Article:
The Internet of Things – Are We There Yet?

The race to IoT is set to reach a climax soon, with only a few hurdles left to overcome before widespread adoption becomes a reality.

"Sherry Zameer - Gemalto"

Sherry Zameer, SVP for Telecommunication Solutions – Gemalto

What do you think of when you hear the term “Internet of Things”? A beatific future in which your fridge will tell you when you’re low on eggs, bread, and veggies, all after wishing you a ‘top of the morning’? Or perhaps a wearable device that can monitor your fitness levels, detect any anomalies, and directly alert your physician should any alarming data crop up, and therefore serve a life-saving function? Or do you see it as an innovative concept, with limitless potential, that won’t see any significant, mass uptake for many, many years to come.

To some extent this way of thinking is understandable: in terms of intelligent machine-based communications, the Internet of Things (IoT) industry is at the start of a potentially long journey. But the pay-off, which ranges from increased convenience to life-saving functions to increased revenues, makes promoting its uptake worthwhile.

In the Middle East and Africa (MEA) specifically, IoT and machine-to-machine (M2M) technology is forecasted to drive heavy business growth in the banking, transportation, energy, and public services sectors through smart cities. And as per consultancy firm Deloitte, IoT revenue in the Middle East is set to cross USD 2 billion in 2015, with growth outpacing the global average.

Mounting the hurdles

So what’s been holding the IoT industry back? Well, as per the 2015 IoT Outlook Report, recently released by Telecoms Intelligence, which surveyed 1000 telecom and enterprise technology professionals, all of whom have their fingers firmly on the pulse of the industry, 42.4% of the respondents believe security challenges represent the biggest inhibitor to IoT.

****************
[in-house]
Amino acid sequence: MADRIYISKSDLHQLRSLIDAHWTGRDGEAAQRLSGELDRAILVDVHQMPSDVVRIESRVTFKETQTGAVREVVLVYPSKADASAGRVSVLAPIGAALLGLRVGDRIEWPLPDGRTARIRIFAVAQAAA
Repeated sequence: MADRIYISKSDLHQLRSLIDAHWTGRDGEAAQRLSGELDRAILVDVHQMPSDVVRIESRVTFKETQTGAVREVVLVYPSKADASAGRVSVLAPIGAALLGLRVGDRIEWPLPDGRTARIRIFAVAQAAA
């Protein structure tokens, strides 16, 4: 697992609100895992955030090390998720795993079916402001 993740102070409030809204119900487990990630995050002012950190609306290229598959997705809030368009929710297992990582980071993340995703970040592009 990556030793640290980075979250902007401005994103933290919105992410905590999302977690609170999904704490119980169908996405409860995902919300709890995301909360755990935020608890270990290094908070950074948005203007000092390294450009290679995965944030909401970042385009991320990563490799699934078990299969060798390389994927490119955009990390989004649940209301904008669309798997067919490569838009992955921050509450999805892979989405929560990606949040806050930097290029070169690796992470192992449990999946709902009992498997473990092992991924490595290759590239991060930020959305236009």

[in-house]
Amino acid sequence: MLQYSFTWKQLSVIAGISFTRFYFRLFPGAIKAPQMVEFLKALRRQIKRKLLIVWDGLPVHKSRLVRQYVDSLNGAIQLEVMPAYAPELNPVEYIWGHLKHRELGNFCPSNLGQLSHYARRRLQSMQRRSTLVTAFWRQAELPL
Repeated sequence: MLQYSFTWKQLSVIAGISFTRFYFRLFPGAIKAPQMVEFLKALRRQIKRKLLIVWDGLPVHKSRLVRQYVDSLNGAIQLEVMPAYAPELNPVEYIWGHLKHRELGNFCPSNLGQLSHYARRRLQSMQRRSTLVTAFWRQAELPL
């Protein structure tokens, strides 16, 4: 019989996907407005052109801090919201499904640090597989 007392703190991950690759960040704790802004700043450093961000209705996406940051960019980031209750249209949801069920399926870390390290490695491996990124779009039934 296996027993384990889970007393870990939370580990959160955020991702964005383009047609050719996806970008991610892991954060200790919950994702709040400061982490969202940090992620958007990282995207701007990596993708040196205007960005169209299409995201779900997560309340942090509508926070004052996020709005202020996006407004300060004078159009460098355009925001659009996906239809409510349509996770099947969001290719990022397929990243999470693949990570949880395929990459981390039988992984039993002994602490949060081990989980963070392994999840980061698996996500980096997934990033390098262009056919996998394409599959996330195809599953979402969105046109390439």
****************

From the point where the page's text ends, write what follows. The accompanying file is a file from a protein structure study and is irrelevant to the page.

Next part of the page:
IoT revenue in the Middle East is set to cross USD 2 billion in 2015, with growth outpacing the global average

“We’ve definitely observed that ever since the concept of IoT first surfaced, security concerns have been the biggest hindrance to its widespread acceptance. Basically, to promote uptake, comprehensive security measures have to be injected at every level, be it device hardware and software, network gateway and connectivity protocols, or the WAN, service provider or cloud network,” commented Sherry Zameer, Senior Vice President for Telecommunication Solutions at Gemalto. The digital security firm is known for bringing trust and people closer to smarter living environments via secure M2M technology, amongst others.

As per the aforementioned survey, a further 37.2% see platform standardisation issues as the biggest challenge face the IoT industry. Other major challenges include concerns about technology and device immaturity (29%), consumer hesitation and trust (26.7%), and other business priorities (24.4%).

Zameer added: “Another of the biggest short-term problems facing the growth of IoT is compatibility. What would be the point of having a slew of high-tech, useful devices, which are unable to communicate with each other? Therefore, a lot of 2014 was dedicated to the formation of standard development organisations which will work towards creating a standard set of communication protocols.”

Most experts agree that the success of IoT is highly dependent on the development of interoperable global standards. Fortunately, this has prompted intense collaboration between multiple standard developing organisations across territorial levels and industrial